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Al Jazeera English: margins of difference in international English-language news broadcasting

Bigalke, Nina (2013) Al Jazeera English: margins of difference in international English-language news broadcasting. PhD thesis, The London School of Economics and Political Science (LSE).

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Abstract

Launching in 2006, Al Jazeera English (AJE) set out to challenge the dominance of Western-based organisations in the field of international English-language news broadcasting. Ambitions of ‘balancing the current typical information flow by reporting from the developing world back to the West’ directly link the organisation to longstanding debates on asymmetric global news flows (AJE Website, Corporate Profile, 04/09/2008). In this context, the aim of my thesis is to develop a theoretical framework that allows to conceptualise two related aspects: 1) assessing degrees of both similarities and differences between AJE and established Western-based news broadcasters and 2) addressing underlying mechanisms that begin to explain degrees of difference that AJE has managed to carve out in the field of international television news. On the basis of a critical realist ontology, I combine Bourdieu’s concepts of field, habitus and capital with an understanding of agency as advanced by Archer. While the first allows me to conceptualise the relational nature of questions of news flows on the level of journalistic practices (which in the past have primarily been the domain of macro-theory), the latter serves to acknowledge the role of the reflexive powers of the individual when it comes to professional trajectories and editorial decision making. Combined, these approaches are uniquely positioned to explore the complexities of a news organisation aiming to be simultaneously similar enough to be on a par with established networks and different enough to live up to aims of ‘reporting back’. My findings suggest that overall, in accordance with its remit, AJE focussed on the global South and on people outside the realms of power to a greater extent than BBC World News, while in other areas asymmetries at odds with AJE’s remit (such as gender imbalances or an association of the South with conflict) were found to be reproduced. This dialectic was reflected in the channel’s organisational environment, where a relatively autonomous position, characterised by a largely non-commercial outlook, provided actors with a rare degree of autonomy, the utilisation of which, however, continues to be contingent on an ongoing negotiation between AJE’s twin aims of (professional) similarity and (editorial) difference.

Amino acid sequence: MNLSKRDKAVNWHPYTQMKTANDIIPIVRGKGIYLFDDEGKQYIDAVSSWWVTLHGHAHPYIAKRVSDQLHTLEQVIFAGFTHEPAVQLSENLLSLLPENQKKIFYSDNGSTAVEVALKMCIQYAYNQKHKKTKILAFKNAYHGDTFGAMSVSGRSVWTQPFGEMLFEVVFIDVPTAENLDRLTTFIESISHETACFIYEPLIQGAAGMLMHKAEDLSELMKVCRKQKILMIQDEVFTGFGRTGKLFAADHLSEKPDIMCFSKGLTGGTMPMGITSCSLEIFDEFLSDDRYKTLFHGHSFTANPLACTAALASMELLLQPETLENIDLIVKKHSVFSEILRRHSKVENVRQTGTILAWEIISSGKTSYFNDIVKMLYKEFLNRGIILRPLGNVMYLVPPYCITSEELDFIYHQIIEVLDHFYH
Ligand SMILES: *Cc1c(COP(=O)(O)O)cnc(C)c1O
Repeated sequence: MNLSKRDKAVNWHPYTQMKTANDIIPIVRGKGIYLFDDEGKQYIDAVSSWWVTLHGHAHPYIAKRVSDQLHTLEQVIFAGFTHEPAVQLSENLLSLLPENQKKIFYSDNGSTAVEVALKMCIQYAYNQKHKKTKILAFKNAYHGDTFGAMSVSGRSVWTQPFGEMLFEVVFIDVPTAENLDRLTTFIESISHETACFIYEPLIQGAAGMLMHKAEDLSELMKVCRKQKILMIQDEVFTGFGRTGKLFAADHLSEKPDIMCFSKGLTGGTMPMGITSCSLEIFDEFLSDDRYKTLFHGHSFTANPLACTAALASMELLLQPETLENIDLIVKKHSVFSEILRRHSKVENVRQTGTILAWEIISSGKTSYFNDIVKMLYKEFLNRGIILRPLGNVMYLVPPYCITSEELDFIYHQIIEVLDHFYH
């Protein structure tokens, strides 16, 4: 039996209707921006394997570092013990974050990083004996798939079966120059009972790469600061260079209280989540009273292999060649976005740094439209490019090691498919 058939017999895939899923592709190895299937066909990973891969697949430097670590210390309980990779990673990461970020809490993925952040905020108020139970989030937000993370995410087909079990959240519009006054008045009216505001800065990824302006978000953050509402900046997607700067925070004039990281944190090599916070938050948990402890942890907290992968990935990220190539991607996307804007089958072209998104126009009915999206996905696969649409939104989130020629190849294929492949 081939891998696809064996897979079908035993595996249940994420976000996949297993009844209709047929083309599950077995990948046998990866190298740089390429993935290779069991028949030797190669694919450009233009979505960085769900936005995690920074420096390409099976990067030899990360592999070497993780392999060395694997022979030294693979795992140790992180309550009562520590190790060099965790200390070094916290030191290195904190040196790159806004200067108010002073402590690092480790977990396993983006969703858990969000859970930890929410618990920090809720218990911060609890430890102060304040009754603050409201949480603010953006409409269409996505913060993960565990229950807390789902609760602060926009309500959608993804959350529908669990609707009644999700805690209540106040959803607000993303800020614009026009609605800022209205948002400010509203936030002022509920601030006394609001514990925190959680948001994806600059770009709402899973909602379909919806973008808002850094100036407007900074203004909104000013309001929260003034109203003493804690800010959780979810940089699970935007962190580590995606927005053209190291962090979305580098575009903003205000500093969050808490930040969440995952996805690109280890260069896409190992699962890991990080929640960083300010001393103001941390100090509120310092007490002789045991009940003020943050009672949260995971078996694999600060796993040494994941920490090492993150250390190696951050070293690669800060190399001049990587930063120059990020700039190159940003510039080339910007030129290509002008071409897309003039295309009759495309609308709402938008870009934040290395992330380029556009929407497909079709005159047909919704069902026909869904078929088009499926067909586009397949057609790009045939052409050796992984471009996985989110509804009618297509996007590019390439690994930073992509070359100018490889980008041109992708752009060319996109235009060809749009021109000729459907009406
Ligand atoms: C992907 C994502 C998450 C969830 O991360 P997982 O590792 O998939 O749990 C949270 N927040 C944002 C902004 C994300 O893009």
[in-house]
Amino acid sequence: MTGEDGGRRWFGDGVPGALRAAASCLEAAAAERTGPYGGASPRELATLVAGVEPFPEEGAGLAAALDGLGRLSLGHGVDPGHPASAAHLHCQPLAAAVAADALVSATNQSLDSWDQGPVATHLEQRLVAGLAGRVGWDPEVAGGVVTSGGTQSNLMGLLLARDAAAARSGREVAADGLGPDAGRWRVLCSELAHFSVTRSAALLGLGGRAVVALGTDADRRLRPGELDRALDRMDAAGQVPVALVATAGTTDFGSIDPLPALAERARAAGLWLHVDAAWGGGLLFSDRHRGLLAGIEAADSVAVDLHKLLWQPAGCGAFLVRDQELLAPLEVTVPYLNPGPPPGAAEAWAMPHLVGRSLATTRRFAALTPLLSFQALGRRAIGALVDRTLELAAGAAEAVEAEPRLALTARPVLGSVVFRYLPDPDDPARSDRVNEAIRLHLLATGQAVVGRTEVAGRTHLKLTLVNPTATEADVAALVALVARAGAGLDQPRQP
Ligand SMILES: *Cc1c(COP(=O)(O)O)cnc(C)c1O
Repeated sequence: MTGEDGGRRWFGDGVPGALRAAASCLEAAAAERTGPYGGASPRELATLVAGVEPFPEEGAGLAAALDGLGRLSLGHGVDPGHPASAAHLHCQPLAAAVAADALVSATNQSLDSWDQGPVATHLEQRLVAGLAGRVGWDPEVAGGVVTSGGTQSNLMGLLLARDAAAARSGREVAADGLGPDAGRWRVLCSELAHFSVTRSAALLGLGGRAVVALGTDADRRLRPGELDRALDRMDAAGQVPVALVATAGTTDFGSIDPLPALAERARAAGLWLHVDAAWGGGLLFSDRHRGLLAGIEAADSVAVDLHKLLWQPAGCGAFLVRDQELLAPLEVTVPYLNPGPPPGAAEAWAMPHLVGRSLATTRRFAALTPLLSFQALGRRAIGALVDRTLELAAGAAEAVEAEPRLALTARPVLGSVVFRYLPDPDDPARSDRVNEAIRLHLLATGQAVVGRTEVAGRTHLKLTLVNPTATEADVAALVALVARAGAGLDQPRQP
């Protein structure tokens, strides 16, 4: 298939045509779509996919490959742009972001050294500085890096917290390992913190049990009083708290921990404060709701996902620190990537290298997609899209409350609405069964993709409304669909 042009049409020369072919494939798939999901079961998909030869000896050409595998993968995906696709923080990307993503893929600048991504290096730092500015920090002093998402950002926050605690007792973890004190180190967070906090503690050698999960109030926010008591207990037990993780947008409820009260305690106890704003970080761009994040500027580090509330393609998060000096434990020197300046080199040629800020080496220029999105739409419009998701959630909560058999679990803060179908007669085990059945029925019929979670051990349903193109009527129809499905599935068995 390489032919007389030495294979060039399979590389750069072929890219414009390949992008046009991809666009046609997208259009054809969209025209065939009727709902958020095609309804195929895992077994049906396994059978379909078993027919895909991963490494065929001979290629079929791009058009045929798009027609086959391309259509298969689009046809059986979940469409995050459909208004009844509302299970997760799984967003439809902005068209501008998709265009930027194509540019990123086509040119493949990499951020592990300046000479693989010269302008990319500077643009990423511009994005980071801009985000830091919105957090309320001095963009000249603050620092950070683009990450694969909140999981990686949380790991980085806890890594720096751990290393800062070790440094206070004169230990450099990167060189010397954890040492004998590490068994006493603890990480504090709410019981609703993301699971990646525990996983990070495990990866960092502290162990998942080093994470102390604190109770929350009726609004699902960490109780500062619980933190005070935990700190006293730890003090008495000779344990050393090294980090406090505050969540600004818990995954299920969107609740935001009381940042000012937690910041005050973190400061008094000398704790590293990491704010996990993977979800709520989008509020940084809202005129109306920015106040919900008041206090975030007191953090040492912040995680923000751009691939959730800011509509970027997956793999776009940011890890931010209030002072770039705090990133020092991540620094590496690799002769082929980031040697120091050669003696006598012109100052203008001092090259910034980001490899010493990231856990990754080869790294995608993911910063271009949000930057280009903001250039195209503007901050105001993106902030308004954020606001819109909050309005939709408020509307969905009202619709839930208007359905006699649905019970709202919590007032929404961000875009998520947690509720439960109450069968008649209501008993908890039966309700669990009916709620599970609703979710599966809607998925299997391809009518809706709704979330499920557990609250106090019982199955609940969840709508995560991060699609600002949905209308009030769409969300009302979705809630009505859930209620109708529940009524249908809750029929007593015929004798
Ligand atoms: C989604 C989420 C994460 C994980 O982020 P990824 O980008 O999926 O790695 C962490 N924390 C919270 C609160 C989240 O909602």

Item Type: Thesis (PhD)
Additional Information: © 2013 Nina Bigalke
Library of Congress subject classification: P Language and Literature > PN Literature (General) > PN1990 Broadcasting
Sets: Departments > Media and Communications
Supervisor: Chouliaraki, Lilie
URI: http://etheses.lse.ac.uk/id/eprint/901

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